So how was this first attempt at a pan-pagan spring event in our area? A good first attempt, I think. There were certainly some organizational problems, like the programs arriving late and then not having our order of service in them, but it’s a learning process. And there weren’t as many people there as I’d have liked, but then again, I say that about nearly all of our High Days, don’t I? It was also super annoying that the one food vendor (plus some of the other vendors) just plain didn’t show up, but at least the organizers were sane enough to lift the “no outside food” rule when that happened. The biggest problem was just the lack of attendance, which I’m going to blame on the cover charge. There really wasn’t enough going on to justify paying $20 at the door, and I know that only one of my Grovemates who wasn’t comped to be there actually came and paid to get in, and that if the price had been $10 there would have been several more SLuGs in attendance. Sometimes lowering the price does get you more money overall, and if Mayfest happens again next year, I hope that they’ll do that.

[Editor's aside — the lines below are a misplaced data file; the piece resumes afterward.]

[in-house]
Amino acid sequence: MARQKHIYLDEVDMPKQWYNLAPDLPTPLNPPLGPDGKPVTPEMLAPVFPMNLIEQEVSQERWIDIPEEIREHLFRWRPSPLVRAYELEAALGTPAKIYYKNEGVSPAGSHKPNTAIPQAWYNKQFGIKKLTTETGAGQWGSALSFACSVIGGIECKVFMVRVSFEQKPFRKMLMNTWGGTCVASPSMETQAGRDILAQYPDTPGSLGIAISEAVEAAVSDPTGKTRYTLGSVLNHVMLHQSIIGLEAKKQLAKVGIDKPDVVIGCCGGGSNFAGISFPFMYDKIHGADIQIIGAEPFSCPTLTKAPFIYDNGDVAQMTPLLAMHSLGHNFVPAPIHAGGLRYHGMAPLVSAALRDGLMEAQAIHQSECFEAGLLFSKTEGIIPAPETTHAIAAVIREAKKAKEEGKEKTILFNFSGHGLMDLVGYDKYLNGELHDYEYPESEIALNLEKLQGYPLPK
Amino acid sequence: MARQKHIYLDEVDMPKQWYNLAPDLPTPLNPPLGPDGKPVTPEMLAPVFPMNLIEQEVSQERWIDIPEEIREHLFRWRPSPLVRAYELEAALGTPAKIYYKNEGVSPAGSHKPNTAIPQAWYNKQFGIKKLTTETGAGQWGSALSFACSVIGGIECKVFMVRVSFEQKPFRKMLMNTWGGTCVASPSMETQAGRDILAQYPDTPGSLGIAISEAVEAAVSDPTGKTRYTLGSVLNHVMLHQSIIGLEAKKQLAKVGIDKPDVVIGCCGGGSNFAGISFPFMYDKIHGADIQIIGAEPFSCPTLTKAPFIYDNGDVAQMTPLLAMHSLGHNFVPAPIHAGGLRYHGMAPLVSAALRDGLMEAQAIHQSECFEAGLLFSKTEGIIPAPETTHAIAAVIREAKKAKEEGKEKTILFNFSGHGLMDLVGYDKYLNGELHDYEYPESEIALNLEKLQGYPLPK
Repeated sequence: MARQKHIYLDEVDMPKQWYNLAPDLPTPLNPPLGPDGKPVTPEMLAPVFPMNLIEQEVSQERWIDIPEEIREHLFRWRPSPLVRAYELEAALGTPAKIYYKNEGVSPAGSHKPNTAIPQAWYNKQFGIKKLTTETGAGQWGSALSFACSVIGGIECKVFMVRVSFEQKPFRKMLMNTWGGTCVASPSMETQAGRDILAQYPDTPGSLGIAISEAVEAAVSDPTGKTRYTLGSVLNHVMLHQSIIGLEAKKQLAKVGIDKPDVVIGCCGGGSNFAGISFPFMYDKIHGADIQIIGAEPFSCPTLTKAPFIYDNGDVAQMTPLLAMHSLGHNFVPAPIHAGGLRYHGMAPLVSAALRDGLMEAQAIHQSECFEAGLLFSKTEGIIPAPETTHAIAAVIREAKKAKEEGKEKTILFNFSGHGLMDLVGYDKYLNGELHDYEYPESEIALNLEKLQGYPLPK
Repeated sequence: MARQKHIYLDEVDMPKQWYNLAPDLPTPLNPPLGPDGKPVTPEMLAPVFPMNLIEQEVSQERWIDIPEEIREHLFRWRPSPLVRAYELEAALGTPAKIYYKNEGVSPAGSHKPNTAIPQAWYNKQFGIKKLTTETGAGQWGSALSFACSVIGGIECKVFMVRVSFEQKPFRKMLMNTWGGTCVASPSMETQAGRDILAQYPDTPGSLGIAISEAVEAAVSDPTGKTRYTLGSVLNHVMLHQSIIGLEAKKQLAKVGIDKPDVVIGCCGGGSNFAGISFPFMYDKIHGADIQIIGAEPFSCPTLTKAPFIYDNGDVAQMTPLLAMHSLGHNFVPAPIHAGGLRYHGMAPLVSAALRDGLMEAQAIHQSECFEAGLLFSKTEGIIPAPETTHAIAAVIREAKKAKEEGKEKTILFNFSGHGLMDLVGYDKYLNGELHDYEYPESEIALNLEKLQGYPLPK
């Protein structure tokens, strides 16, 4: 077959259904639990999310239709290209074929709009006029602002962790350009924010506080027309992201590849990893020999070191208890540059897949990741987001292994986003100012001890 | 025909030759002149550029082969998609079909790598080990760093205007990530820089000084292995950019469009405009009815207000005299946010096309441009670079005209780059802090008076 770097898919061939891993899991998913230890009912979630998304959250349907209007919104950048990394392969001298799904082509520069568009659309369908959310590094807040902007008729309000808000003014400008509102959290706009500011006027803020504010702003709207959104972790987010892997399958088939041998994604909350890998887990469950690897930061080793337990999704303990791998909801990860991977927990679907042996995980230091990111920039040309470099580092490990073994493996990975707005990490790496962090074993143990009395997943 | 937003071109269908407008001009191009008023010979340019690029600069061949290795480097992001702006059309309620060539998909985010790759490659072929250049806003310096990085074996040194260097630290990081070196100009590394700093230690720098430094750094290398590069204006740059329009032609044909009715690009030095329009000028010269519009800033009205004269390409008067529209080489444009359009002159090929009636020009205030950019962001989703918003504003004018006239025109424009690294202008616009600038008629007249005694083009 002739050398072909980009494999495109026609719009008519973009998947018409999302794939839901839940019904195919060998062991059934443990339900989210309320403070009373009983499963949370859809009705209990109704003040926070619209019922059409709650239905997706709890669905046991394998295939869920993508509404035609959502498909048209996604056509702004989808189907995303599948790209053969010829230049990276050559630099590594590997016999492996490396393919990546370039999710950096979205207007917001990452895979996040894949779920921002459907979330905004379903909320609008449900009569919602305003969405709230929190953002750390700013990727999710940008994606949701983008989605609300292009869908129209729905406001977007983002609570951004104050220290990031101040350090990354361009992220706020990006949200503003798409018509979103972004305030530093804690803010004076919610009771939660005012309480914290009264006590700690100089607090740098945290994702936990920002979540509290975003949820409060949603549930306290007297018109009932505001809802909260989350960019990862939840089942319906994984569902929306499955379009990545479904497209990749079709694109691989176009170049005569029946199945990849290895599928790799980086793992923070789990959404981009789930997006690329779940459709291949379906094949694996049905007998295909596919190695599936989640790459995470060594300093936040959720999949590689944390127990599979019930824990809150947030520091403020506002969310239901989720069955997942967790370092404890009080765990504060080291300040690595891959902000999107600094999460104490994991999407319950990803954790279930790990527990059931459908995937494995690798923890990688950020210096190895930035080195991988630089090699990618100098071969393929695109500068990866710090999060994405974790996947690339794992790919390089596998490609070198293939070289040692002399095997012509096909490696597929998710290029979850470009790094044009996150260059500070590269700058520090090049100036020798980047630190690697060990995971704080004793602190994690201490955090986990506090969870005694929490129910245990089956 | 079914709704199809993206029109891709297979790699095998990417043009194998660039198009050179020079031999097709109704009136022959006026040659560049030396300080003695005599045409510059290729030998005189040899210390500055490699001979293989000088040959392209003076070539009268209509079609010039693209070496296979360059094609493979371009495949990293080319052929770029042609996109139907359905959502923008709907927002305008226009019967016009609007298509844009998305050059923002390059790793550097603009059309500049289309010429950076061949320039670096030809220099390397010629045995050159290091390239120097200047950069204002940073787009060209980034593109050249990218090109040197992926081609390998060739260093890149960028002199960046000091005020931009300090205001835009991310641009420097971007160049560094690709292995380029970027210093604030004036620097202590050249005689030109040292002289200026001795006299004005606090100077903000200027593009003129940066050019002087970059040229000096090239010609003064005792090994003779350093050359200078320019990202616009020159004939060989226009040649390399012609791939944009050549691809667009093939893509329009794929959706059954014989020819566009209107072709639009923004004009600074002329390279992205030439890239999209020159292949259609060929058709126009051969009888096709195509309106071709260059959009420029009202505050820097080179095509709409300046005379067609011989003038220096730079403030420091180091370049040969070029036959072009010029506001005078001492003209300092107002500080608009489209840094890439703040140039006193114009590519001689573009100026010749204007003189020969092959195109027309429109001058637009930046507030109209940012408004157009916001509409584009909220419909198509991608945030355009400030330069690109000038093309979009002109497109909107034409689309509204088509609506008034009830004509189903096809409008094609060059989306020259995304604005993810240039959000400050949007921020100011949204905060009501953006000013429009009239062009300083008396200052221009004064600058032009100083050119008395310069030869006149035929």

So now that Mayfest is over, I can relax for all of, oh, a day before the frenzy to get ready for Beltaine weekend begins. Wait, that was today, wasn’t it? Blast. Okay, where did I put the spools of ribbon for our Maypole?

Rev. Rob Henderson
Senior Druid, Shining Lakes Grove, ADF

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Planting And Planning For The Summer

So I had hoped to go up to Fox’s farm to help with planting this weekend, but the scheduling didn’t work out, and anyway I’m been almost constantly exhausted since starting my new job, so it’s probably all for the best. I did at least manage to plant my seeds from our Spring Equinox rite, and those have already sprouted, so that’s something!